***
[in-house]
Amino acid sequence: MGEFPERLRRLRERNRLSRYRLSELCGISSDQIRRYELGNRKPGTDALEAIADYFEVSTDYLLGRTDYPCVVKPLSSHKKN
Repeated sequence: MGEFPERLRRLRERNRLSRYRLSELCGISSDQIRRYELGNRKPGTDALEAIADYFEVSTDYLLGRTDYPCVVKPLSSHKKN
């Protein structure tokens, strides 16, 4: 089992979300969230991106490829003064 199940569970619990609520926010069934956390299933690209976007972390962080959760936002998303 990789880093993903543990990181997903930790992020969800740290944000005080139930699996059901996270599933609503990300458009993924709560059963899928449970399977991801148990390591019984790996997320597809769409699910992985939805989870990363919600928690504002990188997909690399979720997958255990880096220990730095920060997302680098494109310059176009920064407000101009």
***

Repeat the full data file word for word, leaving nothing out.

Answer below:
[in-house]
Amino acid sequence: MGEFPERLRRLRERNRLSRYRLSELCGISSDQIRRYELGNRKPGTDALEAIADYFEVSTDYLLGRTDYPCVVKPLSSHKKN
Repeated sequence: MGEFPERLRRLRERNRLSRYRLSELCGISSDQIRRYELGNRKPGTDALEAIADYFEVSTDYLLGRTDYPCVVKPLSSHKKN
């Protein structure tokens, strides 16, 4: 089992979300969230991106490829003064 199940569970619990609520926010069934956390299933690209976007972390962080959760936002998303 990789880093993903543990990181997903930790992020969800740290944000005080139930699996059901996270599933609503990300458009993924709560059963899928449970399977991801148990390591019984790996997320597809769409699910992985939805989870990363919600928690504002990188997909690399979720997958255990880096220990730095920060997302680098494109310059176009920064407000101009």